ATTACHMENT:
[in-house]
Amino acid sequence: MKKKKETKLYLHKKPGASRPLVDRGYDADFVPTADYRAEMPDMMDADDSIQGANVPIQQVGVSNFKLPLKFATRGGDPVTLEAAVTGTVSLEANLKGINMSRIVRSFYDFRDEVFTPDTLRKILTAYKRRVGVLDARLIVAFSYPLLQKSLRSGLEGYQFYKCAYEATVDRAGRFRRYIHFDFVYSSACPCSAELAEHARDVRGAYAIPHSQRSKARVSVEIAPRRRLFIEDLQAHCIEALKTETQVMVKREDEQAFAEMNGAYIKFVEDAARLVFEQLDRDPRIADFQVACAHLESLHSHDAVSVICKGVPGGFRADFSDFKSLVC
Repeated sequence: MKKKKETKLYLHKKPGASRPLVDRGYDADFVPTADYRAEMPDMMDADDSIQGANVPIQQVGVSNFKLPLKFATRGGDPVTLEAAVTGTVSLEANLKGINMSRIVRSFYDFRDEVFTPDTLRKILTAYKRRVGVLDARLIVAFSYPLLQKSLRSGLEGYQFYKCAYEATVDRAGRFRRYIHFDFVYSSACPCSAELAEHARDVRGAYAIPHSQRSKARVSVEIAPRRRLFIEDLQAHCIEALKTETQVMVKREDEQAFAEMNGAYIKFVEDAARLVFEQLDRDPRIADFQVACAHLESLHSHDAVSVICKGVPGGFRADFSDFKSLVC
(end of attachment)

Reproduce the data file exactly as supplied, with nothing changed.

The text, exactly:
[in-house]
Amino acid sequence: MKKKKETKLYLHKKPGASRPLVDRGYDADFVPTADYRAEMPDMMDADDSIQGANVPIQQVGVSNFKLPLKFATRGGDPVTLEAAVTGTVSLEANLKGINMSRIVRSFYDFRDEVFTPDTLRKILTAYKRRVGVLDARLIVAFSYPLLQKSLRSGLEGYQFYKCAYEATVDRAGRFRRYIHFDFVYSSACPCSAELAEHARDVRGAYAIPHSQRSKARVSVEIAPRRRLFIEDLQAHCIEALKTETQVMVKREDEQAFAEMNGAYIKFVEDAARLVFEQLDRDPRIADFQVACAHLESLHSHDAVSVICKGVPGGFRADFSDFKSLVC
Repeated sequence: MKKKKETKLYLHKKPGASRPLVDRGYDADFVPTADYRAEMPDMMDADDSIQGANVPIQQVGVSNFKLPLKFATRGGDPVTLEAAVTGTVSLEANLKGINMSRIVRSFYDFRDEVFTPDTLRKILTAYKRRVGVLDARLIVAFSYPLLQKSLRSGLEGYQFYKCAYEATVDRAGRFRRYIHFDFVYSSACPCSAELAEHARDVRGAYAIPHSQRSKARVSVEIAPRRRLFIEDLQAHCIEALKTETQVMVKREDEQAFAEMNGAYIKFVEDAARLVFEQLDRDPRIADFQVACAHLESLHSHDAVSVICKGVPGGFRADFSDFKSLVC